From: Aron Broom (broomsday_at_gmail.com)
Date: Sun Feb 16 2014 - 19:12:30 CST
As a minimum you may want the distance from the surface of the protein to
be 1/2 the long-range cutoff. That way, a protein atom on one side of the
protein does not explicitly "see" a protein atom on the other side, and so
the only inter-protein interactions are of a bulk nature through PME.
Beyond that it's probably largely trail and error (at least I've not heard
of anything more concrete), although one does see a lot of using the full
Keep in mind that while even a box 20A from the surface will give a protein
concentration far in excess of anything physiological, you won't have the
problems a physiological system would have at that concentration (namely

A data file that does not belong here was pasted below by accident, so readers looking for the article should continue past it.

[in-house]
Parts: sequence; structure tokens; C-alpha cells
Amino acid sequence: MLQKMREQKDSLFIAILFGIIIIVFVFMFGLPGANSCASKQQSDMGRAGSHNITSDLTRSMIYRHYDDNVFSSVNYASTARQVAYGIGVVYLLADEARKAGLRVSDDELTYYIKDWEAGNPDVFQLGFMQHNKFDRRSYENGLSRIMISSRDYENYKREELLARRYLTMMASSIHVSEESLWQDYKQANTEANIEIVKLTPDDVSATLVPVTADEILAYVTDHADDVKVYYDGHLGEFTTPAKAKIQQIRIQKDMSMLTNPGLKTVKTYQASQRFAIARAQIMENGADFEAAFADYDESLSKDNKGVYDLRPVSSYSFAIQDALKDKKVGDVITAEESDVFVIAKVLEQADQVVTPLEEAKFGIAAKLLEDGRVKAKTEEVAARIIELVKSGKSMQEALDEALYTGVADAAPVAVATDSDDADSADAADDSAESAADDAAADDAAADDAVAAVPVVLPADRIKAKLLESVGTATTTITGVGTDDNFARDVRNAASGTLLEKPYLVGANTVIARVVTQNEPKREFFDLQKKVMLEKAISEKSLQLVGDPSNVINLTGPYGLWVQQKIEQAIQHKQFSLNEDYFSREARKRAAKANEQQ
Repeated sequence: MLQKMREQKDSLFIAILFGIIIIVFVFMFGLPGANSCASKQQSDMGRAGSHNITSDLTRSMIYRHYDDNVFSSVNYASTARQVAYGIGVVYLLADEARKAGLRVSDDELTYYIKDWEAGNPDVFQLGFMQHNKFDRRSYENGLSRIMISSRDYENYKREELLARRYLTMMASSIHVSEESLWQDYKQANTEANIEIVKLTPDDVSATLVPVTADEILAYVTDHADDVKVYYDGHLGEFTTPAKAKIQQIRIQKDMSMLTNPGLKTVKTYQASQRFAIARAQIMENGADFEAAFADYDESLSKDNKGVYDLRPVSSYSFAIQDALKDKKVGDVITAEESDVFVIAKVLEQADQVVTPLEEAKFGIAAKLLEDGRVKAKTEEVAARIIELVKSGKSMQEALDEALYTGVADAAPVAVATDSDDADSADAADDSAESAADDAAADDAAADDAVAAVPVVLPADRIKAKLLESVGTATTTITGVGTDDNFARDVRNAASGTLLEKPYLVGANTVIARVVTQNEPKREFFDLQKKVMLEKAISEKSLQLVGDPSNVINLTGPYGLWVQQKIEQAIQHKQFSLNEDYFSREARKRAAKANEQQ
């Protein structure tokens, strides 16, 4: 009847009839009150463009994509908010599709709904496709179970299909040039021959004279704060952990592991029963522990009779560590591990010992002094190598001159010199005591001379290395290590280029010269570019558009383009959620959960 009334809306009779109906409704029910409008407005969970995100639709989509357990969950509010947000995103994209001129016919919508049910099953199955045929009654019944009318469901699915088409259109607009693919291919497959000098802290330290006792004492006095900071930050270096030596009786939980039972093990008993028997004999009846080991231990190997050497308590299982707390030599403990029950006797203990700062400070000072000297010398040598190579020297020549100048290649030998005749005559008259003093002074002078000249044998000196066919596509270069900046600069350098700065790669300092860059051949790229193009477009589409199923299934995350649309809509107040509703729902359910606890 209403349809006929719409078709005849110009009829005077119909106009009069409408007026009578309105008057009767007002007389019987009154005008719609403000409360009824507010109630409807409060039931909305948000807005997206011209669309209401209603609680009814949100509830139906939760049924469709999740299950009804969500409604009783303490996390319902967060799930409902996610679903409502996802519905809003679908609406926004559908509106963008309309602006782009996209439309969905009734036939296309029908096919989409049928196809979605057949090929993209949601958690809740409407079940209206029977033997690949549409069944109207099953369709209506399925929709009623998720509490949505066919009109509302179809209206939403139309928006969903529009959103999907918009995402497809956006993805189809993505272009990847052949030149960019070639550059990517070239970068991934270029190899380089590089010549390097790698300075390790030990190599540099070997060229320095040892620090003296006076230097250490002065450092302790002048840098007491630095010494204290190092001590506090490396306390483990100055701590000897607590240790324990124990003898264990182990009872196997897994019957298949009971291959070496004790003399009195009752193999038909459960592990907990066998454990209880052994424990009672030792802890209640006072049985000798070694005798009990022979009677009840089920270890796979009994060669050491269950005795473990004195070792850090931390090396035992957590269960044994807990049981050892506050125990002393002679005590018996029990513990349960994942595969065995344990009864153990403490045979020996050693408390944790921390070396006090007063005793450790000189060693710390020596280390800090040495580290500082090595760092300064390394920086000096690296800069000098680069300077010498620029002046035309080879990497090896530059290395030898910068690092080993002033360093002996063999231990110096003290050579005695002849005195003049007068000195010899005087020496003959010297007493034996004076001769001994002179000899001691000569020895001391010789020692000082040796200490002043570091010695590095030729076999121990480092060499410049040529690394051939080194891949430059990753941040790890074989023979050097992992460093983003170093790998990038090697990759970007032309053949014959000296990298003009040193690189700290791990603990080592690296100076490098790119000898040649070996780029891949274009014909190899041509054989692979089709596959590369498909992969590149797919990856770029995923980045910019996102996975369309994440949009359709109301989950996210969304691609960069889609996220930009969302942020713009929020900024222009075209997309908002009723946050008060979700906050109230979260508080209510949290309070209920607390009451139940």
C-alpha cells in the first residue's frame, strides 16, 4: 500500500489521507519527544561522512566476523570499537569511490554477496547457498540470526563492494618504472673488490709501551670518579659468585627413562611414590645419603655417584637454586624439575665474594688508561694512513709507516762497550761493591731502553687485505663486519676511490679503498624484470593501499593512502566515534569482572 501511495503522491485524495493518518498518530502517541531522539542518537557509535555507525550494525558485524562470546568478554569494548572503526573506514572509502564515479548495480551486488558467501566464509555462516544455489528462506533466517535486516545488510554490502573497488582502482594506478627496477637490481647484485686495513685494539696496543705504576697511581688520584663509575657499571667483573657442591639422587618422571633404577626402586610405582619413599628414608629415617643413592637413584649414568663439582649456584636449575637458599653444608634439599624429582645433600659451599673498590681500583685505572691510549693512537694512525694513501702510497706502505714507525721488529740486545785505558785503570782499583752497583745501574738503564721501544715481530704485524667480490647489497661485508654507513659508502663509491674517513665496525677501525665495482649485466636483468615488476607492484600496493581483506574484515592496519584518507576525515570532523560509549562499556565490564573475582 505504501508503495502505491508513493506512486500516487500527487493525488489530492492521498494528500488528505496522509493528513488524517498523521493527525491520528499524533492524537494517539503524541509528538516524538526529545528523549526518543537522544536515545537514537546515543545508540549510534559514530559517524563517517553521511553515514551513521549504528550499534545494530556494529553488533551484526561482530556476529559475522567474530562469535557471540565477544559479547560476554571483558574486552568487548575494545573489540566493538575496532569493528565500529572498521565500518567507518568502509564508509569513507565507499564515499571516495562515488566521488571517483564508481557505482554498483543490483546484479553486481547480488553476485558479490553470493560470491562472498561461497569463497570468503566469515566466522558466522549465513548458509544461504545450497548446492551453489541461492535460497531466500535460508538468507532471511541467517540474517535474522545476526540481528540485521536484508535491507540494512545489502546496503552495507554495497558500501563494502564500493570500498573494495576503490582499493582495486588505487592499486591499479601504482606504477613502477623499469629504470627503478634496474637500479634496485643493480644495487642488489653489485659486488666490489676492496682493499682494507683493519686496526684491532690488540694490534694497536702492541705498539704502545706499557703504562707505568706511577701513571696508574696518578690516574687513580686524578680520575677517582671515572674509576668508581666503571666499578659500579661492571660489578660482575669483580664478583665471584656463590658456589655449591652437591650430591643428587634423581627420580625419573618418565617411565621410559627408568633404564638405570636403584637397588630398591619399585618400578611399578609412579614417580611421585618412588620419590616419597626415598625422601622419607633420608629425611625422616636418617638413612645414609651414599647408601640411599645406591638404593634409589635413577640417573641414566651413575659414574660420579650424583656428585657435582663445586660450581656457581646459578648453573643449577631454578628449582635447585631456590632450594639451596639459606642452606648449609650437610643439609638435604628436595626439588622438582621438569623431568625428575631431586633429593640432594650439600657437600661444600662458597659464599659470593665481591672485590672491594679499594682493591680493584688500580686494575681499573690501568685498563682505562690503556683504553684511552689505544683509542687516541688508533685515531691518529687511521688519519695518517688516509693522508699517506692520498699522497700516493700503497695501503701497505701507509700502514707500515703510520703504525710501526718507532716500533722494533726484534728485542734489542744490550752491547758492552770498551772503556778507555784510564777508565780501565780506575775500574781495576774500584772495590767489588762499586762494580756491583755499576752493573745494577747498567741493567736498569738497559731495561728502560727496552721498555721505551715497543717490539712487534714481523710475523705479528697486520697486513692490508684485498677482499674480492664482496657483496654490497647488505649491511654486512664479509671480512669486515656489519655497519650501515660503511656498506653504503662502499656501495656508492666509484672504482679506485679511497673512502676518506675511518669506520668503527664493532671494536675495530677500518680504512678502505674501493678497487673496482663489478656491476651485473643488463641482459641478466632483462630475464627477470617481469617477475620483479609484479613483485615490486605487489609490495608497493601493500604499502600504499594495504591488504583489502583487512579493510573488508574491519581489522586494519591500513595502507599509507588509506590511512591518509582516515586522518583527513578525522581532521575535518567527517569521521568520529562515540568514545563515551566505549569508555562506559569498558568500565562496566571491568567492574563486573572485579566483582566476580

aggregation) because you just have one molecule.
One additional consideration may be if you have molecules in solution other
than water, such as salts or some organic. In that case, you probably want
the volume to be large enough that you can include a enough of these other
molecules to be meaningful (i.e. if you want to have 150mM NaCl, you
probably want on the order of at least 10 ions or more in order to avoid
problems with small numbers).
I would say go as small as you can get away with. If going with 1/2 the
cutoff doesn't seem to behave differently than say the full cutoff, why
waste computational time?
On Sun, Feb 16, 2014 at 7:49 PM, Hyuntae Na <htna_at_hotmail.com> wrote:
> Dear All,
> Is there any guideline for selecting the water box size for variant size
> of proteins, dna, and so on?
> Some might say that 10A from the surface of a protein is enough, and 20A
> is too costly. However, it is not clear how the water box size is decided.
> Does the box size depend on the electrostatic cutoff distance (assuming it
> is 12A)? Is its selection from an experience or from a rationale? I just
> begin to wonder how it is decided.
> Thank you all.
> Best regards,
> -- Hyuntae
-- Aron Broom M.Sc PhD Student Department of Chemistry University of Waterloo
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